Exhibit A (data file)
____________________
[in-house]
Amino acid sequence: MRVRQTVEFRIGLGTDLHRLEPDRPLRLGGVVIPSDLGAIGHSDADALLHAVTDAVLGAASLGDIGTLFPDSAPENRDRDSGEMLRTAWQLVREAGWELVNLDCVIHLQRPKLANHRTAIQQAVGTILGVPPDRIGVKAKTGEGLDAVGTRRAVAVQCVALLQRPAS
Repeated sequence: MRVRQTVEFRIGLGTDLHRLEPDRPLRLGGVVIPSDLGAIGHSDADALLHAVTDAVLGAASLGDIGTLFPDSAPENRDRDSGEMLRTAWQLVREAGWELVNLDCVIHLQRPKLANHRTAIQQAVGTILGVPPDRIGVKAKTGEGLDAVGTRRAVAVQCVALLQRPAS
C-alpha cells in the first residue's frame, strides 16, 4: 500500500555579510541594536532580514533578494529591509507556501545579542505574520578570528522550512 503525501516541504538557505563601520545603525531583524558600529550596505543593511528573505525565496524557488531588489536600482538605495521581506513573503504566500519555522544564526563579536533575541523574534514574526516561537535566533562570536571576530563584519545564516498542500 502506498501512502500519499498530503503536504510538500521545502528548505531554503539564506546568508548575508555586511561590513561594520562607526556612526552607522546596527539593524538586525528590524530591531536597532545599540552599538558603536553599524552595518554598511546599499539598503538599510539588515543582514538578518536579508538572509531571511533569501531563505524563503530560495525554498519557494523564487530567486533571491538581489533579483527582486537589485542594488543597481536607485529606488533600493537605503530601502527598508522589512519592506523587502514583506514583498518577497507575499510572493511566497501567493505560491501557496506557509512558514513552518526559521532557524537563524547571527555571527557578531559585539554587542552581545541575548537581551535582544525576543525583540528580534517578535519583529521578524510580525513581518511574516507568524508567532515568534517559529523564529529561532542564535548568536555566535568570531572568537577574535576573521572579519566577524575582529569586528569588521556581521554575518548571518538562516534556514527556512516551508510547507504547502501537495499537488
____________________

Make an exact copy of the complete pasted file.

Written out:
[in-house]
Amino acid sequence: MRVRQTVEFRIGLGTDLHRLEPDRPLRLGGVVIPSDLGAIGHSDADALLHAVTDAVLGAASLGDIGTLFPDSAPENRDRDSGEMLRTAWQLVREAGWELVNLDCVIHLQRPKLANHRTAIQQAVGTILGVPPDRIGVKAKTGEGLDAVGTRRAVAVQCVALLQRPAS
Repeated sequence: MRVRQTVEFRIGLGTDLHRLEPDRPLRLGGVVIPSDLGAIGHSDADALLHAVTDAVLGAASLGDIGTLFPDSAPENRDRDSGEMLRTAWQLVREAGWELVNLDCVIHLQRPKLANHRTAIQQAVGTILGVPPDRIGVKAKTGEGLDAVGTRRAVAVQCVALLQRPAS
C-alpha cells in the first residue's frame, strides 16, 4: 500500500555579510541594536532580514533578494529591509507556501545579542505574520578570528522550512 503525501516541504538557505563601520545603525531583524558600529550596505543593511528573505525565496524557488531588489536600482538605495521581506513573503504566500519555522544564526563579536533575541523574534514574526516561537535566533562570536571576530563584519545564516498542500 502506498501512502500519499498530503503536504510538500521545502528548505531554503539564506546568508548575508555586511561590513561594520562607526556612526552607522546596527539593524538586525528590524530591531536597532545599540552599538558603536553599524552595518554598511546599499539598503538599510539588515543582514538578518536579508538572509531571511533569501531563505524563503530560495525554498519557494523564487530567486533571491538581489533579483527582486537589485542594488543597481536607485529606488533600493537605503530601502527598508522589512519592506523587502514583506514583498518577497507575499510572493511566497501567493505560491501557496506557509512558514513552518526559521532557524537563524547571527555571527557578531559585539554587542552581545541575548537581551535582544525576543525583540528580534517578535519583529521578524510580525513581518511574516507568524508567532515568534517559529523564529529561532542564535548568536555566535568570531572568537577574535576573521572579519566577524575582529569586528569588521556581521554575518548571518538562516534556514527556512516551508510547507504547502501537495499537488